Republic of Booza

Instagram Post 7/9/2018

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Booza (بوظة), an ice cream that hails from the Levant and Egypt, is known for two qualities, its stretchy consistency and its ability to resist melting. The elasticity comes from mastic, the resin that makes Turkish Delight delightfully chewy, and its prowess in fending off the consequences of Middle Eastern heat stems from sahlab (aka salep), a thickener that’s also used in beverages and puddings.

The stylish Republic of Booza offers seventeen flavors in three categories: classic (like vanilla, chocolate and strawberry), global (like horchata, red miso and mango-tajín) and “experimental” (like salted Oreo, Sichuan white chocolate and saffron peppercorn). Always eager to explore the roots of an ethnic dish before venturing into a more fanciful rendition, I chose Original Qashta, subtitled “candied cream”. (And I coyly chose “roots” here because sahlab is made from ground orchid tubers.) I was familiar with the word qashta from my Bay Ridge, Brooklyn ethnojunkets where it appears as ashta (colloquially) or kashta (more formally) and refers to the Middle Eastern clotted cream spiked with rose water or orange blossom water that suffuses many desserts of the region. My second selection was pistachio, simply because it seemed like an appropriate option given the territory. Because there’s no overrun (air that’s a component of most commercial ice creams), booza is remarkably creamy. Both flavors were delicious and the texture was a cool experience.

Since July is National Ice Cream Month, I’ll be writing a featured post about ethnic ice cream here on in which I’ll attempt to run the global gamut of frozen, creamy treats. For now, I highly recommend your making the journey to Republic of Booza at 76 North 4th St in Williamsburg, Brooklyn (no passport required), especially in this heat. Suffice it to say that this may be the most unusual ice cream you’ve ever tasted…and that isn’t a stretch!

Brooklyn Kolache Co.

Instagram Post 7/8/2018

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You can track down the sweet and savory Czech pastries known as kolaches as well as select coffee and tea in the namesake bakery, Brooklyn Kolache Co. at 520 DeKalb Ave. These folks have ported small-batch Texas style kolaches to Bedford-Stuyvesant, “Deep in the Heart of Brooklyn”. Texas style? Yes, it’s a thing – and they’ve taken care to keep everything as sustainable, locally sourced, and organic as possible. This puffy blueberry cheese kolache made a righteous quick breakfast.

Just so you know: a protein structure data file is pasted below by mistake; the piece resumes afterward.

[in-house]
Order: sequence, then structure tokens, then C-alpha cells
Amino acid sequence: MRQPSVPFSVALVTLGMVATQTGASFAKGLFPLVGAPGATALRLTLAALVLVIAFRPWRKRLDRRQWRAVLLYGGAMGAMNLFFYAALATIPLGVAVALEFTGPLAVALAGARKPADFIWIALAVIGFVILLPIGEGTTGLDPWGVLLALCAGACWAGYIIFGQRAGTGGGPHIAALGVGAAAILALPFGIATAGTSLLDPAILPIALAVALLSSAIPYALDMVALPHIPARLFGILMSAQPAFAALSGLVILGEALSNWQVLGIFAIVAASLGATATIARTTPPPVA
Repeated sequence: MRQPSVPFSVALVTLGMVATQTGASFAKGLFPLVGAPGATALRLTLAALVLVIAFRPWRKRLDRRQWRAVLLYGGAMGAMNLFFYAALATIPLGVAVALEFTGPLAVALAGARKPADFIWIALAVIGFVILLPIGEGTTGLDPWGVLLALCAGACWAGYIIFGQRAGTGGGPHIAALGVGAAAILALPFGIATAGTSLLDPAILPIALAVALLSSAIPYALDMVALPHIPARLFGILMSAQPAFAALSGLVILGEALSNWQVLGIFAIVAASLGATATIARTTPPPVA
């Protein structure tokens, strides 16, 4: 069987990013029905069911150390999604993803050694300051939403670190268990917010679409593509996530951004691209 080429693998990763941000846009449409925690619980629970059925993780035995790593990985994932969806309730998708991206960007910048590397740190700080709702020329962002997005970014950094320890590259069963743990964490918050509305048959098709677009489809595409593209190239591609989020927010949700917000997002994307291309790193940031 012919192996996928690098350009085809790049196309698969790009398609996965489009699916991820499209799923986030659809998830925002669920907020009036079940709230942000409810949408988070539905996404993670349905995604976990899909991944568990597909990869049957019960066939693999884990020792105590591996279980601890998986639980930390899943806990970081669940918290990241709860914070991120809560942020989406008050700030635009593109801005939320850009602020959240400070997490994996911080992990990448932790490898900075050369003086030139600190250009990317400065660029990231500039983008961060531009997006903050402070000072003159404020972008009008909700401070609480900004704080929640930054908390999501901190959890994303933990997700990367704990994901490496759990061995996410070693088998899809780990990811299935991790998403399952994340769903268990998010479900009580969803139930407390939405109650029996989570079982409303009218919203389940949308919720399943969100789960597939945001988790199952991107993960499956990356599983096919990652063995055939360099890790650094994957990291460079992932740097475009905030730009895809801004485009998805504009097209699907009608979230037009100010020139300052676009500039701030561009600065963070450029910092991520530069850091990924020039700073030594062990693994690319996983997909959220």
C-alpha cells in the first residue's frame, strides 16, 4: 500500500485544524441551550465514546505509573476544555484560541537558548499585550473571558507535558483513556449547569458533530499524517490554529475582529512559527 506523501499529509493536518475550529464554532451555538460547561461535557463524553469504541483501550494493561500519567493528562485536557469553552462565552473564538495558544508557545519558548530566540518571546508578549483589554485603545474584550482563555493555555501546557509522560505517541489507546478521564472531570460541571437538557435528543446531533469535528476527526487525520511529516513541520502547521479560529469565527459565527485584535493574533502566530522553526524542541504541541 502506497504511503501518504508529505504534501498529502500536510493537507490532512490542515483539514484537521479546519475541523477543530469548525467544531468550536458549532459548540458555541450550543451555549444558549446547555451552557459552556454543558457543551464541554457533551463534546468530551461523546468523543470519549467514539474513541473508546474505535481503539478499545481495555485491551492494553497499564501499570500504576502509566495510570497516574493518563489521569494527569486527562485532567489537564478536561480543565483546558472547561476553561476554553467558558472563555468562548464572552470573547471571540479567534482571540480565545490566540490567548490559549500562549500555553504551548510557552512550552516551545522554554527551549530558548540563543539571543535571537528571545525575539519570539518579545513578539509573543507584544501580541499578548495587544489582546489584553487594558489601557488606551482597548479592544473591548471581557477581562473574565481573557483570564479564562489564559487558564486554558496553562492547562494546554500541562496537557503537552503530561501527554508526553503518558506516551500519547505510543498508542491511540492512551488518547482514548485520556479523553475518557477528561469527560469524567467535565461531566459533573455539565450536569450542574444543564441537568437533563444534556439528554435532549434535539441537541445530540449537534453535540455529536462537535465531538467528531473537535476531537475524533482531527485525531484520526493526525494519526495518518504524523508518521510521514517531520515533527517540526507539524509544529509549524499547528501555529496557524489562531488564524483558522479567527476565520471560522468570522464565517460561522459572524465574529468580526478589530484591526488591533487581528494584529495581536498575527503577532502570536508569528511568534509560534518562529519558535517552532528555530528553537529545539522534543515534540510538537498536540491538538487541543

Second photo shows a peek inside.


Instagram Post 7/7/2018

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The Spanish word claro carries many meanings from “clear” to “sure!” and among those definitions is “distinct”. Perhaps that one best describes Claro, 284 Third Ave in Gowanus, in that it’s not your typical Brooklyn Mexican restaurant. Attention to its Oaxacan roots is evident not only in their distinctive spin on the cuisine but also from the clay dinnerware to the décor. Claro’s reputation is as much about its aura as it is about the food, and although we weren’t blown away by any flavor bombs, the freshness and quality of the ingredients were evident as we enjoyed the boon of ideal weather in the charming backyard.

[1] Yellowfin Tostada – tuna marinated in a pasilla oaxaqueña sauce with avocado, orange, and chicharrónes

[2] Barbacoa Tacos – beef cheeks and garlic scapes

[3] Pork Memela – made with heritage pork ribs in a sauce of chile de arbol, topped with fresh crumbled farmer cheese

[4] Mole Negro – meltingly tender short ribs with grilled Mexican green onions and potatoes

Portions are a little on the short side; upscale to be sure, what you see here is exactly what we ordered plus a single drink for each of us – total for our party of four including tax and tip was about $190.

Khao Nom – Pak Moo Noodle Soup

Instagram Post 7/6/2018

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I’ve sung the praises of Khao Nom, 76-20 Woodside Ave, Elmhurst before, and I’ll do an encore for sure, but a brief reprise for now: we had already decided on our order when we noticed someone at a nearby table enjoying a bowl of soup. Fresh rice noodle dumplings, pork rib, pork loaf, ground pork and oh, that perfectly cooked egg grabbed our attention. Upon merely seeing it, we unanimously agreed that we had to have it, so Pak Moo Noodle Soup was added to our order and it did not disappoint. Even the broth was amazing: more flavorful, complex, and richer than I anticipated.

I’ll feature their celebrated desserts in an upcoming post.

Fan Fried Rice Bar

Instagram Post 7/6/2018

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A relative newcomer (about three months) to Brooklyn’s Bedford-Stuyvesant neighborhood and certainly a welcome one is Fan Fried Rice Bar at 525 DeKalb Ave. A cozy, sunny spot with only a few tables, they offer a number of Taiwanese delicacies like Popcorn Chicken, Fried Bone-In Pork Chop, Taiwanese Sausage, and Mushroom Mapo Tofu, but the real focus is on their novel fried rice variations.